To examine changes in U.S. medical school basic science faculty over the last 20 years (1998-2018), we undertook an observational study utilizing data from the American Association of Medical Colleges Faculty Roster. Rank (Instructor, Assistant Professor, Associate Professor, and Professor), sex (Female), and race/ethnicity (Asian, Black or African American, Hispanic, Latino, Spanish Origin, or Multiple Race-Hispanic, and White) were analyzed; this reflected a population of 14,047 (1998) to 18,601 (2018) faculty. Summary percent of faculty in various gender, race/ethnicity origin categories were analyzed across years of the study using regression models. We found that females (24.47% to 35.32%) were underrepresented at all timepoints and a minority of faculty identified as Black or African American (1.57% to 1.99%), Hispanic, Latino, Spanish Origin, or Multiple Race-Hispanic (3.03% to 4.44%), or Asian (10.90% to 20.41%). The largest population at all time points was White Male Professors (30.53% to 20.85%), followed by White Male Associate Professors (15.67% to 9.34%), and White Male Assistant Professors (13.22% to 9.75%). Small statistically significant increases were observed among female faculty and faculty at multiple ranks who identified as Black or African American or Hispanic, Latino, Spanish Origin, or Multiple Race-Hispanic. We then completed secondary analyses looking at the interaction of race/ethnicity and Gender. We found: (1) a significant increase (p<0.0001) in both genders who identify as Asian although males had a higher rate of increase (6 point difference, p<0.0001); (2) a significant increase for Black or African American females (P<0.01) not found among males; (3) significant increases (p<0.0001) among both genders of faculty who identify as Hispanic, Latino, Spanish Origin, or Multiple Race-Hispanic although females had an approximately 1% higher rate of increase; and (4) among faculty who identify as White, males had a significant decrease (p<0.0001) while females demonstrated an increase (p<0.0001).
    DOI:  https://doi.org/10.1371/journal.pone.0235190
  12. BMC Med Educ. 2020 Jul 28. 20(1): 238
    Cullen MW, Klarich KW, Oxentenko AS, Halvorsen AJ, Beckman TJ.
      BACKGROUND: The unique traits of residents who matriculate into subspecialty fellowships are poorly understood. We sought to identify characteristics of internal medicine (IM) residents who match into cardiovascular (CV) fellowships.METHODS: We conducted a retrospective cohort study of 8 classes of IM residents who matriculated into residency from 2007 to 2014. The primary outcome was successful match to a CV fellowship within 1 year of completing IM residency. Independent variables included residents' licensing exam scores, research publications, medical school reputation, Alpha Omega Alpha (AOA) membership, declaration of intent to pursue CV in the residency application personal statement, clinical evaluation scores, mini-clinical evaluation exercise scores, in-training examination (ITE) performance, and exposure to CV during residency.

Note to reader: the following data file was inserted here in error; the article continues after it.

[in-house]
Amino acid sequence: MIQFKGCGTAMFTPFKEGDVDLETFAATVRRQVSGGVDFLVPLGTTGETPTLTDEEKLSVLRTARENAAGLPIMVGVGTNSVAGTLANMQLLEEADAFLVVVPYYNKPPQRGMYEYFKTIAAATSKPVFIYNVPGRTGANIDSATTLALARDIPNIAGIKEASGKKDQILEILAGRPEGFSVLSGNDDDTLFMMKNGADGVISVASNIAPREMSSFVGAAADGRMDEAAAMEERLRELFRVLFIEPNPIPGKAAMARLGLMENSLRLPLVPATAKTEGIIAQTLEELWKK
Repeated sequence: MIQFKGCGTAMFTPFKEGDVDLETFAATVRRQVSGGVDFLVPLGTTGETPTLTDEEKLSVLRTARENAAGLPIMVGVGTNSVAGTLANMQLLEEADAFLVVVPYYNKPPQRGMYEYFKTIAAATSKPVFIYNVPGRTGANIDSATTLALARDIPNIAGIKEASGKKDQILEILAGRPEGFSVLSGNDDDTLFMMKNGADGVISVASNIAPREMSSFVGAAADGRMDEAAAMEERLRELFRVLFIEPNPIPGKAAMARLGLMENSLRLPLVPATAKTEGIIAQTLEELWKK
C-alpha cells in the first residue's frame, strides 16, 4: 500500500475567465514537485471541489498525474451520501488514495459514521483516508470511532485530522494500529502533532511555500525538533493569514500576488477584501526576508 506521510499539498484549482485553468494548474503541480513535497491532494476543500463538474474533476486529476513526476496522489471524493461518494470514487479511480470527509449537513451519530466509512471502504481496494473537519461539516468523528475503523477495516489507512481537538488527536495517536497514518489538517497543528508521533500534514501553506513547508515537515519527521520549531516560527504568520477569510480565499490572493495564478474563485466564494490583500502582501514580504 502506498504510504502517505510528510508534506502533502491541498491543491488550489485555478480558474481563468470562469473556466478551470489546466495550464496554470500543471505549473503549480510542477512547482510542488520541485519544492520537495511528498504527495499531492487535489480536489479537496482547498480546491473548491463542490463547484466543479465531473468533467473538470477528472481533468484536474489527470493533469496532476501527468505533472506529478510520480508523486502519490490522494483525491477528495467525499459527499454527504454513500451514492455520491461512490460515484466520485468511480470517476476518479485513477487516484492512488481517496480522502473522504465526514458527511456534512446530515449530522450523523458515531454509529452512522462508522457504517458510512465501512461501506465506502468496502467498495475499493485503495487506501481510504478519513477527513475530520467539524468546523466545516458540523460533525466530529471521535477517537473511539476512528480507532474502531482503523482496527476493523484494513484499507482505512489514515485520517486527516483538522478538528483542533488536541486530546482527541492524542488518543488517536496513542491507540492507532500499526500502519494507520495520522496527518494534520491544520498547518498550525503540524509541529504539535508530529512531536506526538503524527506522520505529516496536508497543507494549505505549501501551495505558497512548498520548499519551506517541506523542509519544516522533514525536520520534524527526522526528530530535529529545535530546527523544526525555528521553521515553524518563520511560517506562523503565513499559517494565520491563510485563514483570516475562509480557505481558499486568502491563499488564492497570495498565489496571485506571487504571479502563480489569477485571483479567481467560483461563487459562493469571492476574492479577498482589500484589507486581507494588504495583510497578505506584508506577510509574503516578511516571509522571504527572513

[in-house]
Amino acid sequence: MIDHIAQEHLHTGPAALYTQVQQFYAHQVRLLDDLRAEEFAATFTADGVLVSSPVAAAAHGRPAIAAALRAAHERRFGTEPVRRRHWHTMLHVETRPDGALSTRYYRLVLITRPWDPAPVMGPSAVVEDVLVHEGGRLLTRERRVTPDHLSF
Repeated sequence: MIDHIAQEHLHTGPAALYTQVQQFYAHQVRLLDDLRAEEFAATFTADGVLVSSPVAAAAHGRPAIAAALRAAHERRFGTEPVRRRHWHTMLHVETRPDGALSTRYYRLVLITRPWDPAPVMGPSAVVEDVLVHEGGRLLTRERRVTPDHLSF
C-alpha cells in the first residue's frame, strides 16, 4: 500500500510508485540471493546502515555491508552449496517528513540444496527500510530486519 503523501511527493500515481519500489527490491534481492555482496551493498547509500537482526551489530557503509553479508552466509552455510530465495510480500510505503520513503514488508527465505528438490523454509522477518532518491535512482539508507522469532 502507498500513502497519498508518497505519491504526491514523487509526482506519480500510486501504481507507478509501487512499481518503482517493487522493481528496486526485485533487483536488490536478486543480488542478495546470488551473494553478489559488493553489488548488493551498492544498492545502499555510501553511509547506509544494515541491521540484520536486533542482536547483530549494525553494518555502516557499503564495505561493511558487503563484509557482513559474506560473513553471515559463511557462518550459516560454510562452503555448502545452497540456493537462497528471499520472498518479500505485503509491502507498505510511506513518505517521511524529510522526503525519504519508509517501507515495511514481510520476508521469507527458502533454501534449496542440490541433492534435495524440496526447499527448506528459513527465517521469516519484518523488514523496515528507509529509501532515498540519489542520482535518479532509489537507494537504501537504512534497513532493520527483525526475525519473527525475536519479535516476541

RESULTS: Of the 339 included residents (59% male; mean age 27) from 120 medical schools, 73 (22%) matched to CV fellowship. At the time of residency application, 104 (31%) had ≥1 publication, 38 (11%) declared intention to pursue CV in their residency application personal statement, and 104 (31%) were members of AOA. Prior to fellowship application, 111 (33%) completed a CV elective rotation. At the completion of residency training, 108 (32%) had ≥3 publications. In an adjusted logistic regression analysis, declaration of intention to pursue CV (OR 6.4, 99% CI 1.7-23.4; p < 0.001), completion of a CV elective (OR 7.3, 99% CI 2.8-19.0; p < 0.001), score on the CV portion of the PGY-2 ITE (OR 1.05, 99% CI 1.02-1.08; p < 0.001), and publication of ≥3 manuscripts (OR 4.7, 99% CI 1.1-20.5; p = 0.007) were positively associated with matching to a CV fellowship. Overall PGY-2 ITE score was negatively associated (OR 0.93, 99% CI 0.90-0.97; p < 0.001) with matching to a CV fellowship.
    CONCLUSIONS: Residents' matriculation into CV fellowships was associated with declaration of CV career intent, completion of a CV elective rotation, CV medical knowledge, and research publications during residency. These findings may be useful when advising residents about pursuing careers in CV. They may also help residents understand factors associated with a successful match to a CV fellowship. The negative association between matching into CV fellowship and overall ITE score may indicate excessive subspecialty focus during IM residency.
    Keywords:  Cardiology fellowship; Cardiovascular diseases; Career choice; Graduate medical education; Internal medicine residency; Sub-specialty fellowship
    DOI:  https://doi.org/10.1186/s12909-020-02154-w
  13. Health Qual Life Outcomes. 2020 Jul 29. 18(1): 254
    Tran BX, Nghiem S, Afoakwah C, Ha GH, Doan LP, Nguyen TP, Le TT, Latkin CA, Ho CSH, Ho RCM.
      BACKGROUND: Cardiovascular diseases (CVDs) have been the global health problems that cause a substantial burden for the patients and the society. Assessing the Quality of Life (QOL) of CVD patients is critical in the effectiveness evaluation of CVD treatments as well as in determining potential areas for enhancing health outcomes. Through the adoption of a combination of bibliometric approach and content analysis, publications trend and the common topics regarding interventions to improve QOL of CVD patients were searched and characterized to inform priority setting and policy development.METHODS: Bibliographic data of publications published from 1990 to 2018 on interventions to improve QOL of CVD patients were retrieved from Web of Science. Network graphs illustrating the terms co-occurrence clusters were created by VOSviewer software. Latent Dirichlet Allocation approach was adopted to classify papers into major research topics.